Wednesday, December 11, 2013
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Scientists and policy experts say unborn children are endangered by at least two types of chemicals for which regulation in Maine has stalled.
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HERE'S WHAT WE FOUND
A Portland Press Herald/Maine Sunday Telegram investigation has found Patricia Aho, a former industrial and corporate lobbyist who became commissioner of the state’s Department of Environmental Protection in 2011, has scuttled programs and fought against laws that were opposed by many of her former clients in the chemical, drug, oil, and real estate development industries. Under Aho, the DEP has:
• Frozen the Kid Safe Products Act – a 2008 law to protect fetuses, babies and children from potentially damaging chemicals – by blocking efforts to bring more chemicals under the law’s jurisdiction, chemicals produced by Aho’s former lobbying clients.
• Reduced enforcement actions by 49 percent against large developers and landowners. Aho had unsuccessfully fought to weaken many of the laws at issue as the longtime lobbyist of the Maine Real Estate and Development Association.
• Fought to roll back recycling programs that are strongly opposed by former clients of Aho and a still-active lobbyist, Ann Robinson, the governor’s regulatory reform adviser.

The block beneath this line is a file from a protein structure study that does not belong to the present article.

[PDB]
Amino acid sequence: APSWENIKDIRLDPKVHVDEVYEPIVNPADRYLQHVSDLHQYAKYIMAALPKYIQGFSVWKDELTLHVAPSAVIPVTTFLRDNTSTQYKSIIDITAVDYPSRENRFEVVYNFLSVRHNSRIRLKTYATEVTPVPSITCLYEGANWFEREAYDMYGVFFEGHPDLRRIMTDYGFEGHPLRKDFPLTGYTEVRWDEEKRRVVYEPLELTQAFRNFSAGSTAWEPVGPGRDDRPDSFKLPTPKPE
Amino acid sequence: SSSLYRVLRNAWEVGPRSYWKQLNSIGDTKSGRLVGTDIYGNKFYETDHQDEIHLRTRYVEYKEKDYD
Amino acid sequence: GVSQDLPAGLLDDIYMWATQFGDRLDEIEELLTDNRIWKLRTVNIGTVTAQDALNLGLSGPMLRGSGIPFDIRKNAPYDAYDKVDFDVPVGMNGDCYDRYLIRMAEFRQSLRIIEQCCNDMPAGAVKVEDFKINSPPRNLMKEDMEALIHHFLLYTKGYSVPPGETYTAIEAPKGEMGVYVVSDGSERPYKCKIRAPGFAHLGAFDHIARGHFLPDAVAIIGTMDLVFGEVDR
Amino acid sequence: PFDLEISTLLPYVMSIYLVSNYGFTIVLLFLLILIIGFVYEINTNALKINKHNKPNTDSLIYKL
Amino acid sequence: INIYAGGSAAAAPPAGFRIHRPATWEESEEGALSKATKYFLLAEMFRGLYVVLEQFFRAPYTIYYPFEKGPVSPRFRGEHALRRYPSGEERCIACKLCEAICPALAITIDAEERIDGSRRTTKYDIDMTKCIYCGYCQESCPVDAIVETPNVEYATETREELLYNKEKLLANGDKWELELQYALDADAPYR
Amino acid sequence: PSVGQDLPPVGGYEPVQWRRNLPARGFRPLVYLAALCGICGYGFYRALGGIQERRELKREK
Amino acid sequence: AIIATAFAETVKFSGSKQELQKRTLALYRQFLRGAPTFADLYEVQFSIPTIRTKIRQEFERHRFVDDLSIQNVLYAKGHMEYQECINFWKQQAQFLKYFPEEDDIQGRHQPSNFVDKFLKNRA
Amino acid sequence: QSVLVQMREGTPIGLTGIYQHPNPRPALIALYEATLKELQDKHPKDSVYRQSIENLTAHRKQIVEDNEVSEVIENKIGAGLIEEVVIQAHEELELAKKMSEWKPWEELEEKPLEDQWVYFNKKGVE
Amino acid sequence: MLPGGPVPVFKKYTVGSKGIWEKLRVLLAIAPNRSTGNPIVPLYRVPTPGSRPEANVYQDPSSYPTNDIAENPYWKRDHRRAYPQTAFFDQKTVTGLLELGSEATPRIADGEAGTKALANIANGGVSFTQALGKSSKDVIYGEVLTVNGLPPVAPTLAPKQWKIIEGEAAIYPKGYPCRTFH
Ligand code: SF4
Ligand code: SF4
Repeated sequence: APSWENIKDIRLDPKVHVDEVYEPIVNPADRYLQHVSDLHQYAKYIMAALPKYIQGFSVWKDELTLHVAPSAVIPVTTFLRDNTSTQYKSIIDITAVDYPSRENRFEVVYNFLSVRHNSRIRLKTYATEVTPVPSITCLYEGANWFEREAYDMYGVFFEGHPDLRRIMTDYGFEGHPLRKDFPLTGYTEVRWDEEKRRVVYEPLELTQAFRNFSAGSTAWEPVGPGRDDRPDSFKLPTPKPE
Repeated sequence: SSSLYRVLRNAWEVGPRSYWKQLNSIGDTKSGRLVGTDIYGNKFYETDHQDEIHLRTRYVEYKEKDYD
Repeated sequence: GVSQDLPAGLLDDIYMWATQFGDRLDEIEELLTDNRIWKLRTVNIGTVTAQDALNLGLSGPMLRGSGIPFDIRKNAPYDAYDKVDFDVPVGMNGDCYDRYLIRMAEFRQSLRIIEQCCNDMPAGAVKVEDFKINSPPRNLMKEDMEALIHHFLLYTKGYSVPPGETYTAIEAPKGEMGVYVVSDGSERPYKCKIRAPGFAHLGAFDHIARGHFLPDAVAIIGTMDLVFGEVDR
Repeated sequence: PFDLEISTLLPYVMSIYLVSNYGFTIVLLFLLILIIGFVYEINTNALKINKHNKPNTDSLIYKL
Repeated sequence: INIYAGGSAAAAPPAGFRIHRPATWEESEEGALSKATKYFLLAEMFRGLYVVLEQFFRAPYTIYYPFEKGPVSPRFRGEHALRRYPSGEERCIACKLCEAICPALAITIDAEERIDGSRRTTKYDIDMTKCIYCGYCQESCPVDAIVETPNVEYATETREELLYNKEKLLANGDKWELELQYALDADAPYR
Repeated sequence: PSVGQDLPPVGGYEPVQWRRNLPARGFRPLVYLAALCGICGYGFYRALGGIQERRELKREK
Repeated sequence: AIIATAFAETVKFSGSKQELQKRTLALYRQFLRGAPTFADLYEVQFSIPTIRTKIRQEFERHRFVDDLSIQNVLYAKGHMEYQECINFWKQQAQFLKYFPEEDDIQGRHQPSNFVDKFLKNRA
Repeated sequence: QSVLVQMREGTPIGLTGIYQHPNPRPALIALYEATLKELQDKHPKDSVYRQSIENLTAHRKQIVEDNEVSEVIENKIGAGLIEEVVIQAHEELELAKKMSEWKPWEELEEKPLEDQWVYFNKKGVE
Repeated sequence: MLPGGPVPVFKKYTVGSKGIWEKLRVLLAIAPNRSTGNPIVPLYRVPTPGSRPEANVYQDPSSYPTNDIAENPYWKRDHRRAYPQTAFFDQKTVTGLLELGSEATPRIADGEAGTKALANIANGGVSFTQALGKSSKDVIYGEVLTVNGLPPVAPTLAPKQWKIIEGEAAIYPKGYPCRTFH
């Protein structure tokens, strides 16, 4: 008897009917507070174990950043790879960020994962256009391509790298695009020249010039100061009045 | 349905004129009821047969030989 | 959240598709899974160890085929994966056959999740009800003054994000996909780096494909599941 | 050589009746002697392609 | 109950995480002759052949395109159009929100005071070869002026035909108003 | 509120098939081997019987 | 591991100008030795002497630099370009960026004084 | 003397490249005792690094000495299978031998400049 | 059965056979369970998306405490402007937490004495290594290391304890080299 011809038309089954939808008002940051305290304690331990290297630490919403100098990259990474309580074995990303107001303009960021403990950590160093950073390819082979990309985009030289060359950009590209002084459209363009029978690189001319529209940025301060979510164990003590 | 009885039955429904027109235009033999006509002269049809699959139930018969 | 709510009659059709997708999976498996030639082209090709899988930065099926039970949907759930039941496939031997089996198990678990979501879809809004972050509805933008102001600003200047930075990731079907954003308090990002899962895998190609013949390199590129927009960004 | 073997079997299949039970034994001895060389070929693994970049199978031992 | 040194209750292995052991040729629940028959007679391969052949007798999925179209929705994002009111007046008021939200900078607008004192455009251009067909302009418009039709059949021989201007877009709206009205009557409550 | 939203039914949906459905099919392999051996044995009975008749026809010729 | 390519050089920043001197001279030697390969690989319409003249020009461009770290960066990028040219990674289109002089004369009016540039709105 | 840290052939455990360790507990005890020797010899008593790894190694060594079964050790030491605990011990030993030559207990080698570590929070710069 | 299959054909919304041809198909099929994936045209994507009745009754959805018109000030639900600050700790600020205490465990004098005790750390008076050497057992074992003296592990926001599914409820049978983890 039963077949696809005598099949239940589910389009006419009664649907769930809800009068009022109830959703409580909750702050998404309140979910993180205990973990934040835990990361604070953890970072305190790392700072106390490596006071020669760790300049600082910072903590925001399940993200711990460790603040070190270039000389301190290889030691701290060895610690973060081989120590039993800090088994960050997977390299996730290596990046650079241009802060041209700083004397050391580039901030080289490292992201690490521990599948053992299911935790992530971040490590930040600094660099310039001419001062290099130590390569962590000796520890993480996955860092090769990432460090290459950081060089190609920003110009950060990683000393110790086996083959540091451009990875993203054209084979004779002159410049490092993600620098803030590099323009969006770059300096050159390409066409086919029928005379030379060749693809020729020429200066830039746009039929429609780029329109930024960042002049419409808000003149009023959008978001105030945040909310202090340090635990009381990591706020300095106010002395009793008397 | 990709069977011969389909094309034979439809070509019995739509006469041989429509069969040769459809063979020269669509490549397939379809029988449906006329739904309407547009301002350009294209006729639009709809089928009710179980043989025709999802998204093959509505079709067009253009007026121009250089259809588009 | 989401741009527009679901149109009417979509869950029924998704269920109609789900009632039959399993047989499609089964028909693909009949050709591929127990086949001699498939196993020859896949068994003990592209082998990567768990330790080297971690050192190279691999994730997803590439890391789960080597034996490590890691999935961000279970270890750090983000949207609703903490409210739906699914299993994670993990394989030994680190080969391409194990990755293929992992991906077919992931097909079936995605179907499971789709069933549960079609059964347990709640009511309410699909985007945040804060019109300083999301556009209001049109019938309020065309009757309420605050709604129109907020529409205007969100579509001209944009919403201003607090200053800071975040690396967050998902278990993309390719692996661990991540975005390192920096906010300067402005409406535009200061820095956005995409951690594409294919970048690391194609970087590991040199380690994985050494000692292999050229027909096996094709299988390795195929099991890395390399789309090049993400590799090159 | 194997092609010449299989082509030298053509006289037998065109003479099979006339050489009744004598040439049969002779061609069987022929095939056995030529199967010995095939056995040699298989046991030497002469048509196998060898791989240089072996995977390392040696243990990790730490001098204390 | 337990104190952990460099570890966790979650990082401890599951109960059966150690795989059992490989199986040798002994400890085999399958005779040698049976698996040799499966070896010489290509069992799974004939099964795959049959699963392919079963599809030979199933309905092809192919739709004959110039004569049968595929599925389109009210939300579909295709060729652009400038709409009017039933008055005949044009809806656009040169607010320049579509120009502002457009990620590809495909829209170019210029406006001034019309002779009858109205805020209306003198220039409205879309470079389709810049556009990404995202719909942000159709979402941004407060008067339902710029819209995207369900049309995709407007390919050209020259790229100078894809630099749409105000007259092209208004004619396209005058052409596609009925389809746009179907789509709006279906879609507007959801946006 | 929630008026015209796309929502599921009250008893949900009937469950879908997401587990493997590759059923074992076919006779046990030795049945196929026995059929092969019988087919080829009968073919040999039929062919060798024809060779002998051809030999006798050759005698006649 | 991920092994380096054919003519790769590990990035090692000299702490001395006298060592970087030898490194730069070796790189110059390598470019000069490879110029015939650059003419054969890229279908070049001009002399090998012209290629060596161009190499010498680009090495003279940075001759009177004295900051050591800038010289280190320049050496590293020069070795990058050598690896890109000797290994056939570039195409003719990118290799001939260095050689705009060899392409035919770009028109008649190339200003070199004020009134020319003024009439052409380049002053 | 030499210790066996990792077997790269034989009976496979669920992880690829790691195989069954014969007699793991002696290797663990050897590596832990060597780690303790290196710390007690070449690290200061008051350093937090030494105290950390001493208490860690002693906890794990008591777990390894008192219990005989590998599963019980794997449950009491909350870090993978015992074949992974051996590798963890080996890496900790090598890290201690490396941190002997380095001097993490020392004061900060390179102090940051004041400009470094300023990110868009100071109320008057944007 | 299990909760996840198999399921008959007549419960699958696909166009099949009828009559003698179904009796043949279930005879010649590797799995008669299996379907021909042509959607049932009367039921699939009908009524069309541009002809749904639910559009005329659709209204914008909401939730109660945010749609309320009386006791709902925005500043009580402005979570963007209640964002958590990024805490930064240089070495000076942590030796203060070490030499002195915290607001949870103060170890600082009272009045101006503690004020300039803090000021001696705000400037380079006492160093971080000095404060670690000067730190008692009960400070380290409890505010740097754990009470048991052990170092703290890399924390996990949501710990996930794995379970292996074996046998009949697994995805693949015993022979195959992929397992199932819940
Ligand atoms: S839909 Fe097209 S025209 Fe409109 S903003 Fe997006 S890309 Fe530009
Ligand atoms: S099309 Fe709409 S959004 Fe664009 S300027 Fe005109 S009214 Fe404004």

• Oversaw a purge of information from the DEP’s website and a clampdown on its personnel, restricting their ability to communicate relevant information to lawmakers, the public, policy staff and one another.
THE SERIES DAY TO DAY
SUNDAY: For two years, public servant Patricia Aho has overseen Maine’s environmental protection. But whom does she really serve? Our seven-month investigation points to her former corporate clients.
TODAY: Led by a former chemical industry lobbyist, the Maine DEP has stalled efforts to regulate substances that are potentially harmful to children and to the development of unborn fetuses.
TUESDAY: So-called “product stewardship” regulations – even recycling efforts with industry and bipartisan support – find staunch resistance at the Maine DEP, where a former corporate lobbyist has taken the helm.
Aho and a department spokeswoman declined to be interviewed on the issue.
LePage’s communications director, Peter Steele, said the department had been moving to implement the law. In 2011 it focused on “analytical work necessary to create the ‘chemicals of high concern’ list, which involved substantial staff resources” at the DEP, he said. In 2012 it had to collect data and contract analysis related to the citizens BPA petition. “This was a significant amount of staff resources for a program that has only one staff person,” he said.
“If DEP doesn’t have to change the program again, the department is ready to focus on and implement the program to determine what are the next priority chemicals,” Steele added.
The ranking Senate Republican on the Legislature’s Environment and Natural Resources Committee, Sen. Tom Saviello of Wilton, also defends the department’s handling of the program. “They’ve spent 1,500 hours dealing with the BPA petition. How can they focus on something else? They just don’t have the staff,” he says. “I believe that we can protect children, but we need to do it with the resources we have.”